Carbon based materials for MEMS applications.
Tan, Chong Wei.
Date of Issue2009
School of Mechanical and Aerospace Engineering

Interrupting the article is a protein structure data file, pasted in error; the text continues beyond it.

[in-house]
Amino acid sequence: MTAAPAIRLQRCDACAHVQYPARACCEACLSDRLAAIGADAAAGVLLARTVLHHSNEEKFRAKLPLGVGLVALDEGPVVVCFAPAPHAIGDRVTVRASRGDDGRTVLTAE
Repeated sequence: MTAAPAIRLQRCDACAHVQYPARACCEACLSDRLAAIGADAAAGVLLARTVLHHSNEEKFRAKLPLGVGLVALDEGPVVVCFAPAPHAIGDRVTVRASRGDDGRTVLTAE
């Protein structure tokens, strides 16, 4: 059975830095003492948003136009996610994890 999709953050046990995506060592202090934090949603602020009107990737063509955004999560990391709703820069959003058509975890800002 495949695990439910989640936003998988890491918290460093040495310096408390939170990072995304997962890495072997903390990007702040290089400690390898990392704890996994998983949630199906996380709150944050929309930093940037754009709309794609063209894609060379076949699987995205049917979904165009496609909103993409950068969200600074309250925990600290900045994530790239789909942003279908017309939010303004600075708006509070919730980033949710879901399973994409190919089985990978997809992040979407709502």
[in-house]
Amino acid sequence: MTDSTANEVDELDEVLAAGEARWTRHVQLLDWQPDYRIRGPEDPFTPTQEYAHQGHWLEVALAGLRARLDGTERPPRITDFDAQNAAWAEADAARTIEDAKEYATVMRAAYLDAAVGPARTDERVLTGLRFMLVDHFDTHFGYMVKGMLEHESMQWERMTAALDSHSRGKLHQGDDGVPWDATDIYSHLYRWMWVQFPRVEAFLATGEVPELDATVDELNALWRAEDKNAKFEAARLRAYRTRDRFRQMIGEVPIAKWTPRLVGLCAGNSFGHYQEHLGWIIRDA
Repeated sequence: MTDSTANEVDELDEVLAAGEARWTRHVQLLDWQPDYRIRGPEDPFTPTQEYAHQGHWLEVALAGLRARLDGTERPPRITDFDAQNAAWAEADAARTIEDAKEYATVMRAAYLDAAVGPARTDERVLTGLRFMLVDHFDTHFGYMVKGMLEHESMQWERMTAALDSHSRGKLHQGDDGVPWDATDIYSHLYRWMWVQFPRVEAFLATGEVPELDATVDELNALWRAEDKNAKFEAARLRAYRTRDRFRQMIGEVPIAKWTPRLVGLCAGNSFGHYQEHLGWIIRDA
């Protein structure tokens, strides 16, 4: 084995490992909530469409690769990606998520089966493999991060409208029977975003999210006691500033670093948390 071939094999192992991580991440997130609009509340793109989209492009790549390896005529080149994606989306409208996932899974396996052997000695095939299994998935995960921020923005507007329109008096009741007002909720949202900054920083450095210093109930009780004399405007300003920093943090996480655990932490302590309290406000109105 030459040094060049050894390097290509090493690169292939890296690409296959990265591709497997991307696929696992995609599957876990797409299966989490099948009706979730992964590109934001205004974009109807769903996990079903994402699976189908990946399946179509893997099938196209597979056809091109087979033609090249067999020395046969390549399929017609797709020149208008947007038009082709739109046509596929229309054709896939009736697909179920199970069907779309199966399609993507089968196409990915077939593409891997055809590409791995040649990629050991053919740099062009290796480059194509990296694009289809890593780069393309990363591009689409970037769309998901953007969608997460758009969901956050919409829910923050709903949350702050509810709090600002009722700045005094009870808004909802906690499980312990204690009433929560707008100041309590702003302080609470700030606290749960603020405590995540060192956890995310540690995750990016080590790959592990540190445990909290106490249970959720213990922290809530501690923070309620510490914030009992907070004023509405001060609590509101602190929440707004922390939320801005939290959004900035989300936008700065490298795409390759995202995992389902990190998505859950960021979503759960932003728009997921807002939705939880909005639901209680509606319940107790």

CNTs have been a subject of interest by many researchers since its discovery by Ijima in 1991. With its excellent electrical and mechanical properties, many researchers have exploited its advantageous electrical properties for use in integrated circuits interconnects and field emission devices. However, very few researchers have explored its extraordinary mechanical properties. With its high elastic modulus and high buck resistance, CNTs would make very good structural materials. Many researchers have been trying to control the density of the CNTs growth by using sophisticated and expensive techniques such as electron beam lithography and ion beam bombardment. Density control of CNTs has been demonstrated by a cheap novel combination of steps consisting of annealing, etching and ultraviolet overexposure. Sub-micron sized single CNT has been successfully demonstrated using the above-mentioned technique. Two different and completely new methods of utilizing CNTs are being introduced, namely as templates and damping. It has been demonstrated that materials can be deposited and encapsulate the CNTs pillars. The ‘nanoballs’ effect of top layer material on CNTs has also been explained. Successful coverage on single CNT has been demonstrated. The possibility of using DLC-CNTs hybrid material has been successfully shown.